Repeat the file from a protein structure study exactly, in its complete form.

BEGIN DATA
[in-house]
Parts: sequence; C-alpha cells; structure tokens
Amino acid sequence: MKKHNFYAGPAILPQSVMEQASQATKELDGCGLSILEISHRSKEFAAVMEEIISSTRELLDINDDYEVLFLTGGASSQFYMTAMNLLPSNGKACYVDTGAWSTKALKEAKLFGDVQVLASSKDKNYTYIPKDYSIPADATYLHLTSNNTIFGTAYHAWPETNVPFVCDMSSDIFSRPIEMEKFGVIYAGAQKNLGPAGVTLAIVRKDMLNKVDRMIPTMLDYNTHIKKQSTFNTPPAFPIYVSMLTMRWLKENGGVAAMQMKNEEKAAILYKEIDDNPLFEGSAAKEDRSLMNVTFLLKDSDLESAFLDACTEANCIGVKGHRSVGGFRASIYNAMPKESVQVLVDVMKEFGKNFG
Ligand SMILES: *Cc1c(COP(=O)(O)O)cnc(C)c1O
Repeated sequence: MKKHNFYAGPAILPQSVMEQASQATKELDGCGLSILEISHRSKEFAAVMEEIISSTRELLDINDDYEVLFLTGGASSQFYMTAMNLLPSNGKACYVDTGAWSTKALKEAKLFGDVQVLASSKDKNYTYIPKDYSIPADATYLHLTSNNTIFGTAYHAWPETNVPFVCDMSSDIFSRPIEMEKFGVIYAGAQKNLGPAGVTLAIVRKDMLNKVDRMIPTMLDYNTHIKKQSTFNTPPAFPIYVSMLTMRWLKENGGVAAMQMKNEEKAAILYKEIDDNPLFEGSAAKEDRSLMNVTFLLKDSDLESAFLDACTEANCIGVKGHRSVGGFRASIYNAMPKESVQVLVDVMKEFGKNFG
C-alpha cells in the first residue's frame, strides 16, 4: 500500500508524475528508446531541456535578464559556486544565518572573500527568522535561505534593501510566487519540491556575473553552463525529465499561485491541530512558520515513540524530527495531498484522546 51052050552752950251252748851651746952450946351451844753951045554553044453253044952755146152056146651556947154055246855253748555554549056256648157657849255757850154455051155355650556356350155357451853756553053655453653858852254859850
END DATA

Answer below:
[in-house]
Parts: sequence; C-alpha cells; structure tokens
Amino acid sequence: MKKHNFYAGPAILPQSVMEQASQATKELDGCGLSILEISHRSKEFAAVMEEIISSTRELLDINDDYEVLFLTGGASSQFYMTAMNLLPSNGKACYVDTGAWSTKALKEAKLFGDVQVLASSKDKNYTYIPKDYSIPADATYLHLTSNNTIFGTAYHAWPETNVPFVCDMSSDIFSRPIEMEKFGVIYAGAQKNLGPAGVTLAIVRKDMLNKVDRMIPTMLDYNTHIKKQSTFNTPPAFPIYVSMLTMRWLKENGGVAAMQMKNEEKAAILYKEIDDNPLFEGSAAKEDRSLMNVTFLLKDSDLESAFLDACTEANCIGVKGHRSVGGFRASIYNAMPKESVQVLVDVMKEFGKNFG
Ligand SMILES: *Cc1c(COP(=O)(O)O)cnc(C)c1O
Repeated sequence: MKKHNFYAGPAILPQSVMEQASQATKELDGCGLSILEISHRSKEFAAVMEEIISSTRELLDINDDYEVLFLTGGASSQFYMTAMNLLPSNGKACYVDTGAWSTKALKEAKLFGDVQVLASSKDKNYTYIPKDYSIPADATYLHLTSNNTIFGTAYHAWPETNVPFVCDMSSDIFSRPIEMEKFGVIYAGAQKNLGPAGVTLAIVRKDMLNKVDRMIPTMLDYNTHIKKQSTFNTPPAFPIYVSMLTMRWLKENGGVAAMQMKNEEKAAILYKEIDDNPLFEGSAAKEDRSLMNVTFLLKDSDLESAFLDACTEANCIGVKGHRSVGGFRASIYNAMPKESVQVLVDVMKEFGKNFG
C-alpha cells in the first residue's frame, strides 16, 4: 500500500508524475528508446531541456535578464559556486544565518572573500527568522535561505534593501510566487519540491556575473553552463525529465499561485491541530512558520515513540524530527495531498484522546 51052050552752950251252748851651746952450946351451844753951045554553044453253044952755146152056146651556947154055246855253748555554549056256648157657849255757850154455051155355650556356350155357451853756553053655453653858852254859850